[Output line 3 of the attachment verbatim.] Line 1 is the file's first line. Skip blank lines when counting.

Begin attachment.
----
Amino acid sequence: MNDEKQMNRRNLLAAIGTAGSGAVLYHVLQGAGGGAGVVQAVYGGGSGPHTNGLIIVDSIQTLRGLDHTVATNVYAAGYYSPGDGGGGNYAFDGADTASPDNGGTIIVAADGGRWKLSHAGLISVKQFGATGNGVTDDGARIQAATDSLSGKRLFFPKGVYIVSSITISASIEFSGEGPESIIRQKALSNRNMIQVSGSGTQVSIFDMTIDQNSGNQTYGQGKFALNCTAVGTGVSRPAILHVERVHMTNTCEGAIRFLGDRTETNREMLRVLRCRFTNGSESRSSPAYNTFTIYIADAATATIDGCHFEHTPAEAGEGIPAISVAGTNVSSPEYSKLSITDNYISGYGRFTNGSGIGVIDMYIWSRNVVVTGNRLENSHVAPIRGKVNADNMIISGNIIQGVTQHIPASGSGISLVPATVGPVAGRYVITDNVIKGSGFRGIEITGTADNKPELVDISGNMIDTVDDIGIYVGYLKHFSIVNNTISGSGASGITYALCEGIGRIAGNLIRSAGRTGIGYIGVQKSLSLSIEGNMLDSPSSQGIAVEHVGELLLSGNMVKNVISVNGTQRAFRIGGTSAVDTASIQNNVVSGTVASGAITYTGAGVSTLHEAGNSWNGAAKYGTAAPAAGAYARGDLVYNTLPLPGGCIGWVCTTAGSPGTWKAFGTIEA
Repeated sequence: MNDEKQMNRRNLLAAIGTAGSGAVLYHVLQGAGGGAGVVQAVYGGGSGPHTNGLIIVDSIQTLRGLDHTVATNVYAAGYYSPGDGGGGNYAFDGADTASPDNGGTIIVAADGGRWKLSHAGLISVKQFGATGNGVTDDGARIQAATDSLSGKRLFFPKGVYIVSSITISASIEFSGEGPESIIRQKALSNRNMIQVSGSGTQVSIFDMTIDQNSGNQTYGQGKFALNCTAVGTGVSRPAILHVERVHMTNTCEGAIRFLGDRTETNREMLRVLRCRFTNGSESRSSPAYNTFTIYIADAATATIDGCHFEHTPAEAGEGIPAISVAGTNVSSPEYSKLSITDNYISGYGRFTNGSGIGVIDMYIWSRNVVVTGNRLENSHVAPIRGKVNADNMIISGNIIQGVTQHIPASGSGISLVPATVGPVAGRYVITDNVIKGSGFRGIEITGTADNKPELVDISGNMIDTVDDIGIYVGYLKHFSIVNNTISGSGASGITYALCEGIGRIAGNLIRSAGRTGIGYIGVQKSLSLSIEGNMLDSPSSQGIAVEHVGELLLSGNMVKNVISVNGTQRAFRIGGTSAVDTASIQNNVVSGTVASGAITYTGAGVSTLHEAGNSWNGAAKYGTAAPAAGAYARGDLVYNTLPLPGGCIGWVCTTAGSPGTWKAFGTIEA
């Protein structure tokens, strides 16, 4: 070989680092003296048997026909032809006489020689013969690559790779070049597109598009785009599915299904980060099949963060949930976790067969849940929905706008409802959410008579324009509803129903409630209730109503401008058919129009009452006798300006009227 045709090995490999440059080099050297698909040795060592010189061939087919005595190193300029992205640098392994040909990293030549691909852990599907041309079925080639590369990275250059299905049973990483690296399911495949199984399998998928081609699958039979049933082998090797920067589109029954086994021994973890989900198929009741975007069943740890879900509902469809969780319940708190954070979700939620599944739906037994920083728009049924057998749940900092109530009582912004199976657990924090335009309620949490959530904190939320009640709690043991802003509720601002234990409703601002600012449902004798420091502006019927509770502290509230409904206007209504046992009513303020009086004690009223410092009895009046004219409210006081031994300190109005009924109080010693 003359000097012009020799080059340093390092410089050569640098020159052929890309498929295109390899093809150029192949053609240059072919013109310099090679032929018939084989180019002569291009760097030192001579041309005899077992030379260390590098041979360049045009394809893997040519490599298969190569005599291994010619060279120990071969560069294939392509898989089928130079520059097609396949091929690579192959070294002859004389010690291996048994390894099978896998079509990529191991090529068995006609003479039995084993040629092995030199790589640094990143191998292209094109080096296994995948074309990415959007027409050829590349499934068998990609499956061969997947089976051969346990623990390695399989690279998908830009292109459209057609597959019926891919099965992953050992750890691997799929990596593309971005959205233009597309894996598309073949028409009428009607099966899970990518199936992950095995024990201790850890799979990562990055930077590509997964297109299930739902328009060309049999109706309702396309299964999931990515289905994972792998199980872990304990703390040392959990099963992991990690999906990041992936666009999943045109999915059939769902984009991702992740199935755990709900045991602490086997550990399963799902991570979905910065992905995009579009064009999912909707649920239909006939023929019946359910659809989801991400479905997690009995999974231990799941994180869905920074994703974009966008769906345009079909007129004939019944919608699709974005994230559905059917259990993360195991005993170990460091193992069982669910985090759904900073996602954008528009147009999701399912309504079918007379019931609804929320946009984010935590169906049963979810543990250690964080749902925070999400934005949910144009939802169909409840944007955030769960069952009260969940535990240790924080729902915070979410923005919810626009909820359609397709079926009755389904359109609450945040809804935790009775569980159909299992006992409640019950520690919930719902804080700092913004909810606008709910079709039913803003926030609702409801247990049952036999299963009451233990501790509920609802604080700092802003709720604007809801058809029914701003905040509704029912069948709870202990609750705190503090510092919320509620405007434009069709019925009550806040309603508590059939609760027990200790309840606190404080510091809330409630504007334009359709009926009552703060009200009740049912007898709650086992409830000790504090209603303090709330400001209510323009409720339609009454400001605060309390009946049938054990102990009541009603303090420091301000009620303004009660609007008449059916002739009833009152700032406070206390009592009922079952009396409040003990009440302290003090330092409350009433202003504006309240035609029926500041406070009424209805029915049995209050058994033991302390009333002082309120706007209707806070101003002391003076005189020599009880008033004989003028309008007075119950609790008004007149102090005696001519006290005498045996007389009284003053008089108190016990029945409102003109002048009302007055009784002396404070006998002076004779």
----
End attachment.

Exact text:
């Protein structure tokens, strides 16, 4: 070989680092003296048997026909032809006489020689013969690559790779070049597109598009785009599915299904980060099949963060949930976790067969849940929905706008409802959410008579324009509803129903409630209730109503401008058919129009009452006798300006009227 045709090995490999440059080099050297698909040795060592010189061939087919005595190193300029992205640098392994040909990293030549691909852990599907041309079925080639590369990275250059299905049973990483690296399911495949199984399998998928081609699958039979049933082998090797920067589109029954086994021994973890989900198929009741975007069943740890879900509902469809969780319940708190954070979700939620599944739906037994920083728009049924057998749940900092109530009582912004199976657990924090335009309620949490959530904190939320009640709690043991802003509720601002234990409703601002600012449902004798420091502006019927509770502290509230409904206007209504046992009513303020009086004690009223410092009895009046004219409210006081031994300190109005009924109080010693 003359000097012009020799080059340093390092410089050569640098020159052929890309498929295109390899093809150029192949053609240059072919013109310099090679032929018939084989180019002569291009760097030192001579041309005899077992030379260390590098041979360049045009394809893997040519490599298969190569005599291994010619060279120990071969560069294939392509898989089928130079520059097609396949091929690579192959070294002859004389010690291996048994390894099978896998079509990529191991090529068995006609003479039995084993040629092995030199790589640094990143191998292209094109080096296994995948074309990415959007027409050829590349499934068998990609499956061969997947089976051969346990623990390695399989690279998908830009292109459209057609597959019926891919099965992953050992750890691997799929990596593309971005959205233009597309894996598309073949028409009428009607099966899970990518199936992950095995024990201790850890799979990562990055930077590509997964297109299930739902328009060309049999109706309702396309299964999931990515289905994972792998199980872990304990703390040392959990099963992991990690999906990041992936666009999943045109999915059939769902984009991702992740199935755990709900045991602490086997550990399963799902991570979905910065992905995009579009064009999912909707649920239909006939023929019946359910659809989801991400479905997690009995999974231990799941994180869905920074994703974009966008769906345009079909007129004939019944919608699709974005994230559905059917259990993360195991005993170990460091193992069982669910985090759904900073996602954008528009147009999701399912309504079918007379019931609804929320946009984010935590169906049963979810543990250690964080749902925070999400934005949910144009939802169909409840944007955030769960069952009260969940535990240790924080729902915070979410923005919810626009909820359609397709079926009755389904359109609450945040809804935790009775569980159909299992006992409640019950520690919930719902804080700092913004909810606008709910079709039913803003926030609702409801247990049952036999299963009451233990501790509920609802604080700092802003709720604007809801058809029914701003905040509704029912069948709870202990609750705190503090510092919320509620405007434009069709019925009550806040309603508590059939609760027990200790309840606190404080510091809330409630504007334009359709009926009552703060009200009740049912007898709650086992409830000790504090209603303090709330400001209510323009409720339609009454400001605060309390009946049938054990102990009541009603303090420091301000009620303004009660609007008449059916002739009833009152700032406070206390009592009922079952009396409040003990009440302290003090330092409350009433202003504006309240035609029926500041406070009424209805029915049995209050058994033991302390009333002082309120706007209707806070101003002391003076005189020599009880008033004989003028309008007075119950609790008004007149102090005696001519006290005498045996007389009284003053008089108190016990029945409102003109002048009302007055009784002396404070006998002076004779």